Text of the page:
$119,000 Federal Grant to Research Kīlauea Eruption

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Sen. Mazie Hirono. Courtesy Photo

Sen. Mazie K. Hirono announced that the University of Hawai‘i will receive a $119,821 grant to study the ongoing volcanic activity on Hawai‘i Island. The project, RAPID: Tracking magmatic and volcanic changes in the May 2018 Kīlauea Eruption, seeks to inform why the current volcanic activity is occurring and help to predict future eruption activity.

“Scientific data has been critical to tracking the volcanic activity on Hawai‘i Island to minimize the threat to Puna families,” Sen. Hirono said. “This federal funding is timely and will increase the resources available to study Kilauea’s east rift zone and gain insight into future eruptions.”

“We are extremely grateful to both the US National Science Foundation and the USGS Hawaiian Volcano Observatory for funding and supporting this research into the current eruption at Kīlauea, using a range of rapid-response tools,” Dr. Ken Rubin, Principal Investigator and Department Chair of the University of Hawai‘i Department of Volcanology, Geochemistry, and Petrology Division said.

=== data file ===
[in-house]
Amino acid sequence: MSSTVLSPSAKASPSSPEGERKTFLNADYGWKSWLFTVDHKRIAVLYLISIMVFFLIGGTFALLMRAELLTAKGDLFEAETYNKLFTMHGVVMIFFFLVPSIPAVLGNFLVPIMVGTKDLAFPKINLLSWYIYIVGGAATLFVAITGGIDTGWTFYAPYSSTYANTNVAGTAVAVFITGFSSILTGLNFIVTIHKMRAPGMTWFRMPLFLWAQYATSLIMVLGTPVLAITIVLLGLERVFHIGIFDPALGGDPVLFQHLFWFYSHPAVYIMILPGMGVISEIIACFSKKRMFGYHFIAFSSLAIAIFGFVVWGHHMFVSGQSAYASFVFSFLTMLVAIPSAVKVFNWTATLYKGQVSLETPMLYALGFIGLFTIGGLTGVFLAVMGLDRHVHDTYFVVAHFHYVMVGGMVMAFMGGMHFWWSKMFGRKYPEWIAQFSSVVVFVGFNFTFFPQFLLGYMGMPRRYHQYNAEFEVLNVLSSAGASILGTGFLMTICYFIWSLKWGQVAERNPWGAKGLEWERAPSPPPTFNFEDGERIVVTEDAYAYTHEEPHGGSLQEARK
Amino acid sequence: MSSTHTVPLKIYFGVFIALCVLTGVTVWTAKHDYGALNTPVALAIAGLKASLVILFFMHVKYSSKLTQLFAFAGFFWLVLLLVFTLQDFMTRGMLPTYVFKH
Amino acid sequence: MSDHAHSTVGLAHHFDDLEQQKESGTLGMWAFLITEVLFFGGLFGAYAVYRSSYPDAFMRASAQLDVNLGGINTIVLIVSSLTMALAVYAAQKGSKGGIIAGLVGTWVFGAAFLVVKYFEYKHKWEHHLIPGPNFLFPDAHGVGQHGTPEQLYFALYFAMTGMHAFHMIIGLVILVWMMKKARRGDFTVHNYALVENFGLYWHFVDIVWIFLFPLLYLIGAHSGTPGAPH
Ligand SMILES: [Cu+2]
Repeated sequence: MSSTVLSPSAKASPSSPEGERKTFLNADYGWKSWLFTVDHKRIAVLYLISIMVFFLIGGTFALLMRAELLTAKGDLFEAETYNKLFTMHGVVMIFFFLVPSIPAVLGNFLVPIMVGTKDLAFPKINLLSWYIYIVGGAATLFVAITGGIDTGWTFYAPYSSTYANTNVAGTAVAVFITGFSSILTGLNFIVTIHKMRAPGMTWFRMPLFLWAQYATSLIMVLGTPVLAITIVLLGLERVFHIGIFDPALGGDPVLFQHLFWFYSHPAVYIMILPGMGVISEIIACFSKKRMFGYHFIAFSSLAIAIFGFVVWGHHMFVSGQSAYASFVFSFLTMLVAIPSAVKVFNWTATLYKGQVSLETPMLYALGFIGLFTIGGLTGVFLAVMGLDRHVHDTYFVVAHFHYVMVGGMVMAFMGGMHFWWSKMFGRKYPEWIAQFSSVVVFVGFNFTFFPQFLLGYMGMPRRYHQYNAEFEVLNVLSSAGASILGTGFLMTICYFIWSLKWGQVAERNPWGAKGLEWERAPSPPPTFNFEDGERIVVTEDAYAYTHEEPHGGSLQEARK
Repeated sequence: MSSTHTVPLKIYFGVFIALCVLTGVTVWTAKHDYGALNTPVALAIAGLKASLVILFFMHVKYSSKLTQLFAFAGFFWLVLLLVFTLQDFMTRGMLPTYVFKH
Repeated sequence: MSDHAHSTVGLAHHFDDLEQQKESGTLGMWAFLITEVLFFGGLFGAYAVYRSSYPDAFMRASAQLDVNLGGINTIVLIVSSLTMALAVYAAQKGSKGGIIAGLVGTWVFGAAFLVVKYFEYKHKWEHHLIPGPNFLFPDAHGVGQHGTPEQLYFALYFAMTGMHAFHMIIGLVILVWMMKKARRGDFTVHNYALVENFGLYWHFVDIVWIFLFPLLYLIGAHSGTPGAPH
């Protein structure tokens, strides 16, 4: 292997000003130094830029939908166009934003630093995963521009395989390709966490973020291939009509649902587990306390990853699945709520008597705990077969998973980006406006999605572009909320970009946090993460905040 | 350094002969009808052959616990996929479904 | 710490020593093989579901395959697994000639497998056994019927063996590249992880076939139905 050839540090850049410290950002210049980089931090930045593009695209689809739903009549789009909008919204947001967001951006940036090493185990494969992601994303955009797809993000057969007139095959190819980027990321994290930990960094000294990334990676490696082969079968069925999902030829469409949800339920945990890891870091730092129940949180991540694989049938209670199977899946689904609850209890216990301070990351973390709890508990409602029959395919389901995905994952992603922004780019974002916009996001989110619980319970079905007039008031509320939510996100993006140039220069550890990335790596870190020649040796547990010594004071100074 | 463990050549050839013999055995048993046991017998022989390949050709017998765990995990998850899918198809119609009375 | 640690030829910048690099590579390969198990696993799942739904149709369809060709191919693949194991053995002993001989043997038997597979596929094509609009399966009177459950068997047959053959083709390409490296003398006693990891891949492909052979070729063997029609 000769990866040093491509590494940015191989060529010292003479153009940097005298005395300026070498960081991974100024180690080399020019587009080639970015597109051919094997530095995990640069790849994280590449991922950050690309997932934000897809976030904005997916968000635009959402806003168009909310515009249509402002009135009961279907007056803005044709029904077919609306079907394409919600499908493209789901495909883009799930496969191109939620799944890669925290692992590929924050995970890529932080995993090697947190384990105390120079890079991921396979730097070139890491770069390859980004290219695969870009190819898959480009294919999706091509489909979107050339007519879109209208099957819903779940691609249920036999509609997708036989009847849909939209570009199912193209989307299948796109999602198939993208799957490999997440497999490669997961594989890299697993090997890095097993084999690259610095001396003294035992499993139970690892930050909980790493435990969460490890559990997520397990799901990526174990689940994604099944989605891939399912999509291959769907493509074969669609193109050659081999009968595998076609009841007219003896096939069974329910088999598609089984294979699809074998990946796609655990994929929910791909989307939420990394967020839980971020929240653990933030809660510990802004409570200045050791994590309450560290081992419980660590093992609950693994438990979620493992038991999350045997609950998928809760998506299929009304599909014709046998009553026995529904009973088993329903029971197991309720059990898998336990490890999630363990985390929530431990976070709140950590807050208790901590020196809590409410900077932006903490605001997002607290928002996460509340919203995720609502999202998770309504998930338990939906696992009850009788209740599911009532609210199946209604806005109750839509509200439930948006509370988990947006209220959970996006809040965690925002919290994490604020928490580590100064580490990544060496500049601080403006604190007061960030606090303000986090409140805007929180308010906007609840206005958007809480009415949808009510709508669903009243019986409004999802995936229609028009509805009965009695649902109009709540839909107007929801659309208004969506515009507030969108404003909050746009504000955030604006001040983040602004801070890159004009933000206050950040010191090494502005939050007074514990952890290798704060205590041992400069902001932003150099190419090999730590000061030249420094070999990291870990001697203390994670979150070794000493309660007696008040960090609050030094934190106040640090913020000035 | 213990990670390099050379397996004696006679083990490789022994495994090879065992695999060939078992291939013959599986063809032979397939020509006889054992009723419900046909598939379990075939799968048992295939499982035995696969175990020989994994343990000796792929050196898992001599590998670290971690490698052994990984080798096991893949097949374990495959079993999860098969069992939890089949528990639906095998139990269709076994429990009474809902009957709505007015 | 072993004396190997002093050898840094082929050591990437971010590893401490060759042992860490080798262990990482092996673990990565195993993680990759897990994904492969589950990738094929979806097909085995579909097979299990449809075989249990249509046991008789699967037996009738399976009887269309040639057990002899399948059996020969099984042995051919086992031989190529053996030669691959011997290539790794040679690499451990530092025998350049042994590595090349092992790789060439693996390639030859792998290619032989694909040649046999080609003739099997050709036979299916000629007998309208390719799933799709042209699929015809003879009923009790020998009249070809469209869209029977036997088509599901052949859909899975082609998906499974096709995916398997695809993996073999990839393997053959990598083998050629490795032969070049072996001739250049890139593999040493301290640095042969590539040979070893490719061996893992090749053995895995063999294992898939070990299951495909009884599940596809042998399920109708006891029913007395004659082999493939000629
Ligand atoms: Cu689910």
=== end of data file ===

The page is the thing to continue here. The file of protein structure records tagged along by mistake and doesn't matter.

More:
The project was funded through the National Science Foundation’s Rapid Research Response program, which is available for research on natural disasters and other unanticipated events. The University of Hawai‘i study will assess the location and movement of magma beneath the lower east rift zone of Kilauea to provide information on the processes leading up to the fissures and eruption activity. Researches will also incorporate data collected by U.S. Geological Survey Hawaiian Volcano Observatory, including samples of lava taken throughout the event, to inform knowledge on volcanic processes and activities in volcanic rift zones.

Earlier this month, the U.S. Senate unanimously passed Senator Hirono’s bill to strengthen volcano monitoring centers like the Hawaiian Volcano Observatory.


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